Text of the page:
It’s easy to despair that the barriers dividing Christians and Muslims will never be overcome. But Pope Francis’s historic visit to Iraq this month offers the opportunity to imagine otherwise.
Consider that, not so very ago, even the phrase “the three Abrahamic religions” aroused condemnation from the Vatican. Louis Massignon, the great French scholar of Islam who often used it, was told that his views on the subject were “perilous and scandalous.” That was in 1961, and Massignon was fortunate that his friend Cardinal Giovanni Battista Montini intervened to protect him from what was then called the Holy Office.
Massignon died in 1962, but his friendship with Montini, who was installed as Pope Paul VI a year later, foreshadowed a new outlook on Catholic-Muslim relations, as Peter Hebblethwaite recounted in his 1993 book, Paul VI: The Modern Pope. We can tread that route with Massignon, with St. Paul VI, and with St. John Paul II to arrive at the Plain of Ur with Francis for his walk “in the steps of Father Abraham, who joins in one family Muslims, Jews, and Christians.”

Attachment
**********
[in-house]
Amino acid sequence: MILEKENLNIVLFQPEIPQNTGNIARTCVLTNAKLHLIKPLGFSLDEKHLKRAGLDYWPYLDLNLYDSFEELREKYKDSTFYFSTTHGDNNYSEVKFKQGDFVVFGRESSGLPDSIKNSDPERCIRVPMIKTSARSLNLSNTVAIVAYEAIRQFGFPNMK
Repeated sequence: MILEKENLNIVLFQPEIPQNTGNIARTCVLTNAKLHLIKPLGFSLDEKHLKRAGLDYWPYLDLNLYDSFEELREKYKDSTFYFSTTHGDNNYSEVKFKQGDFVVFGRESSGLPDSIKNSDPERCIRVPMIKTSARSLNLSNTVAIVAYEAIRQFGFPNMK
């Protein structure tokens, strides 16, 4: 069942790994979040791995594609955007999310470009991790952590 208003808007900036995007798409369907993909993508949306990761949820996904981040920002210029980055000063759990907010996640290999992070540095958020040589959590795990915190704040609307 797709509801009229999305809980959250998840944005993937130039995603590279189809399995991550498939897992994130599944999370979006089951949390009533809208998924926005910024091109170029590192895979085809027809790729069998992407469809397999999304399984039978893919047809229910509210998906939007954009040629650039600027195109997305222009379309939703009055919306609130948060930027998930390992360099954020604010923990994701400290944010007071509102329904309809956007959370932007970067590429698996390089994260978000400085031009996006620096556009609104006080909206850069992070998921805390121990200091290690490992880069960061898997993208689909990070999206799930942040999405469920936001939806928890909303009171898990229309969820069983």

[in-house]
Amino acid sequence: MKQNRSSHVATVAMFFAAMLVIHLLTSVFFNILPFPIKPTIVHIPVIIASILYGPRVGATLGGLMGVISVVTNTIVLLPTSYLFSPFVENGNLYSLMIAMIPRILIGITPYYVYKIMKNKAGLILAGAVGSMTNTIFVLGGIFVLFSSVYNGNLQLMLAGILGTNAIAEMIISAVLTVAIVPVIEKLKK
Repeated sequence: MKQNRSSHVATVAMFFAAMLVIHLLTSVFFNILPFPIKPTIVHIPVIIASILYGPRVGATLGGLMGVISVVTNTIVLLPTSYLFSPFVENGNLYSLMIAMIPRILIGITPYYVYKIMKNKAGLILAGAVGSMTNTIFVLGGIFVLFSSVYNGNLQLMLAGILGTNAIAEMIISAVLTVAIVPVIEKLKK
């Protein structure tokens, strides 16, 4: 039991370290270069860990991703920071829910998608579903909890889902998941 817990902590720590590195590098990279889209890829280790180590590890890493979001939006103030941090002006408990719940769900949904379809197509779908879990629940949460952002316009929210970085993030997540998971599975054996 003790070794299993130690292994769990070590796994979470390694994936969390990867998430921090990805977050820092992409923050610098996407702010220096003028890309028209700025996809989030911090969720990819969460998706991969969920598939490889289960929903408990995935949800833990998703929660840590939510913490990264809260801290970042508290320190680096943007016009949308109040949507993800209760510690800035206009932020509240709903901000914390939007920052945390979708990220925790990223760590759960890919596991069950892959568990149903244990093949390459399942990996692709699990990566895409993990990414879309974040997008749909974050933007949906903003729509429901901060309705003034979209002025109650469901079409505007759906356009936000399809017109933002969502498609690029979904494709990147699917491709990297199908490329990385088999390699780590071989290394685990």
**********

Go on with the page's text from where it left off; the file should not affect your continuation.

In remarks that deserve to be pondered, Francis spoke eloquently of where that journey ought to lead:
The Patriarch Abraham, who today brings us together in unity, was a prophet of the Most High. An ancient prophecy says that the peoples “shall beat their swords into ploughshares, and their spears into pruning hooks.” This prophecy has not been fulfilled; on the contrary, swords and spears have turned into missiles and bombs. From where, then, can the journey of peace begin? From the decision not to have enemies. Anyone with the courage to look at the stars, anyone who believes in God, has no enemies to fight. He or she has only one enemy to face, an enemy that stands at the door of the heart and knocks to enter. That enemy is hatred.